NIAR acquires the latest high-resolution microscope

9:26:53 AM CDT - Friday, March 26, 2004

WSU's National Institute for Aviation Research has purchased a high-resolution microscope, packed full of features that will allow high-tech analysis in such research areas as aviation, biomedicine and forensics.

NIAR acquired the $200,000 scanning electron microscope (SEM) at the beginning of March, thanks to the $4 million in federally appropriated funds the organization received in fiscal year 2003. The money also helped re-establish the SEM lab that had been defunct for more than four years. Before NIAR's purchase, any research requiring SEMs was done through the geology department, which had acquired NIAR's older SEM when the lab went defunct.

"I'm excited that we're getting back on our feet again," NIAR research associate Brijesh Kumar said. "With this microscope, we're going to be able to conduct some astounding research."

The microscope is one of the latest models made by JEOL, a company that specializes in electron microscopy and mass spectrometry. Compared to earlier models, the JSM-6460LV has features that make it useful in many different fields.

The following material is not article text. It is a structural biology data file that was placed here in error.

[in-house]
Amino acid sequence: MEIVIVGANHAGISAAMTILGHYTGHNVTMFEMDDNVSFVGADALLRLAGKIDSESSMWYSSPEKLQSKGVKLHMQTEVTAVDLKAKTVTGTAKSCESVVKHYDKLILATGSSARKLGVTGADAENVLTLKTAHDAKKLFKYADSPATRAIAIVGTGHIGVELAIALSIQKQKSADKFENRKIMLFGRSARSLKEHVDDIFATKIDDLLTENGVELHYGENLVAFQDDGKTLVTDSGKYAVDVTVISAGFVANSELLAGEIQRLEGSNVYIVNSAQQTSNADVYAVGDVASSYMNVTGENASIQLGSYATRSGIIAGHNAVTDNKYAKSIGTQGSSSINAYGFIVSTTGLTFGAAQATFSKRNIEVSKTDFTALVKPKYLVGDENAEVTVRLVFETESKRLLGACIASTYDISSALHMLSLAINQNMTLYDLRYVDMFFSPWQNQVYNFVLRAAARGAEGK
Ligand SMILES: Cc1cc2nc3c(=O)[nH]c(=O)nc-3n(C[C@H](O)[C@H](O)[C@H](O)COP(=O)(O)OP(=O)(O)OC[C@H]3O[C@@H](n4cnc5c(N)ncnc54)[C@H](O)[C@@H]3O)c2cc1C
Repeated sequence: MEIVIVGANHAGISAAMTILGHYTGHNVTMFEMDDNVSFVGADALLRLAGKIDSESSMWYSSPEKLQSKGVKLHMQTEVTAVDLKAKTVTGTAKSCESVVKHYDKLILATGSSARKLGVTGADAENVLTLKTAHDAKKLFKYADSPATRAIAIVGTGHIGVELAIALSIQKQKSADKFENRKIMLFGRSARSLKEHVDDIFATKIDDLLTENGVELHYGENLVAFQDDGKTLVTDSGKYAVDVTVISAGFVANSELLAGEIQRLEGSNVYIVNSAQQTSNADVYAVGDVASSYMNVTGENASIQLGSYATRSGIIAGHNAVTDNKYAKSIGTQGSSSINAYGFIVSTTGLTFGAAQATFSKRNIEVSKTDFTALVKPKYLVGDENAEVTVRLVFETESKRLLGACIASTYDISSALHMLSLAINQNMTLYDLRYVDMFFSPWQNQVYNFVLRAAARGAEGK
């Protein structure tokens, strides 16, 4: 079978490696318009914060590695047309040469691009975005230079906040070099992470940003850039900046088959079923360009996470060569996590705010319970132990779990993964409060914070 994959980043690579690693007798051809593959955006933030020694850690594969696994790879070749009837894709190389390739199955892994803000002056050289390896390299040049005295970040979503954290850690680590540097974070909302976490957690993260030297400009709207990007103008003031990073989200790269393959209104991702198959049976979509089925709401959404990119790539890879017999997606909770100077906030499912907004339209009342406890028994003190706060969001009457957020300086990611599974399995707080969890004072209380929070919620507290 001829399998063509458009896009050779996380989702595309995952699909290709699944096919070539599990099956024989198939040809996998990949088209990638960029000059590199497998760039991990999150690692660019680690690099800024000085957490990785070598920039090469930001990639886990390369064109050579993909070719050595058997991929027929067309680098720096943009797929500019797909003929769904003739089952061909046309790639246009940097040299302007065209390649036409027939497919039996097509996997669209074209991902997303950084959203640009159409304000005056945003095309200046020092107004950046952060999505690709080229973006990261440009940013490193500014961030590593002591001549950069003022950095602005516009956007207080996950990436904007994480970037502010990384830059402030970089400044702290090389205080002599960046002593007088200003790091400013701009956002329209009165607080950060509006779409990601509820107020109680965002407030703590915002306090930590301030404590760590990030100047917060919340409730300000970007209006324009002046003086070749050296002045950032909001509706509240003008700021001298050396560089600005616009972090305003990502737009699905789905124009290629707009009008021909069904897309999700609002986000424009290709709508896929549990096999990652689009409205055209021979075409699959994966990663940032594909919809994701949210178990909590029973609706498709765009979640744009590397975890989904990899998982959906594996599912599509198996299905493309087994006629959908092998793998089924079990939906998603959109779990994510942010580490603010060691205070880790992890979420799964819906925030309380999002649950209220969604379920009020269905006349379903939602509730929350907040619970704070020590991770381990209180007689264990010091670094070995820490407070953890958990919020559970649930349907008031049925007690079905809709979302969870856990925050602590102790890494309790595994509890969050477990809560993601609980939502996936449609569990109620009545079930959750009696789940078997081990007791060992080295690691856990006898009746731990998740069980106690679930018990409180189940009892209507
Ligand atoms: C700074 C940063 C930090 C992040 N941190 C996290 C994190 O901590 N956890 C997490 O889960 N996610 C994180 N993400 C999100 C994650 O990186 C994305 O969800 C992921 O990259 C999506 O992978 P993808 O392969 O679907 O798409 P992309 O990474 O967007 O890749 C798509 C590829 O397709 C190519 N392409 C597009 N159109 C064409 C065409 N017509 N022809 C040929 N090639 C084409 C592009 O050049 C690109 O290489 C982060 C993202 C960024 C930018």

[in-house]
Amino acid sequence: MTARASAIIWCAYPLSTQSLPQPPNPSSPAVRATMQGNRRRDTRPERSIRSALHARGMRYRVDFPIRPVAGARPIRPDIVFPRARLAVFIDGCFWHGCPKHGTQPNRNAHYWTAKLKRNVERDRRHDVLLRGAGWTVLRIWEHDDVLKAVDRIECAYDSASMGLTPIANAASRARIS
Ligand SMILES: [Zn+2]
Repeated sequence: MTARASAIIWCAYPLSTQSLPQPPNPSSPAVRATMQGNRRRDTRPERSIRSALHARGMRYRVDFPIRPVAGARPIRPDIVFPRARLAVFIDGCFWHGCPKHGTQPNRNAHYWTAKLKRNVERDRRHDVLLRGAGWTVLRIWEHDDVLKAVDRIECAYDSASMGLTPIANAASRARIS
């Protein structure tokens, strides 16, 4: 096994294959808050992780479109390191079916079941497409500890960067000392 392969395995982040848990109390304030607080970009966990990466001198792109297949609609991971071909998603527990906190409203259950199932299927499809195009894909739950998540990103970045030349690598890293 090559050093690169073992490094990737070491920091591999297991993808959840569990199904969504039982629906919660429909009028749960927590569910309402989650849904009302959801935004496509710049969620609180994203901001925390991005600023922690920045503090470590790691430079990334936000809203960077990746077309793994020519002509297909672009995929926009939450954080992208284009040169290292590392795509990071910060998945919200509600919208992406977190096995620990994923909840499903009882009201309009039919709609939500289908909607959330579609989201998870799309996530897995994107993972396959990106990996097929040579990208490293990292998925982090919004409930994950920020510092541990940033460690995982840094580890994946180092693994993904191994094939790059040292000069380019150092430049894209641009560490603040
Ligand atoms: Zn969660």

The microscope can be used for research in several of NIAR's labs, including the aging aircraft, composites and advanced materials, structure and fatigue and fracture labs. Forensic scientists can use it to analyze materials in crime scene investigations, accident reconstruction, toxicology, and arson investigations, just to name a few. Chemists can use the SEM to detect toxins such as dioxin.

Its ability to magnify up to 100,000 times with a resolution of 3 nanometers makes this microscope stand out from the others. Although many SEMs are capable of a high magnification picture, the high resolution allows the image to be clearer than before. The SEM also is able to look at things 8 inches in diameter and 80 millimeters in height. The specimen chamber can move the materials 360 degrees, as well as tilt in all directions.

The microscope also has a low vacuum mode feature, which allows high-resolution examination of composite specimens such as plastics and other non-conducting materials without prepping the surface.

The new microscope will be available to WSU researchers outside of NIAR. To use the microscope, contact Kumar at 978-6139 or  brijesh.kumar@wichita.edu.

To explore more of the microscope's features, visit the JEOL Web site at http://www.jeol.com/sem/semprods/jsm6460.html.

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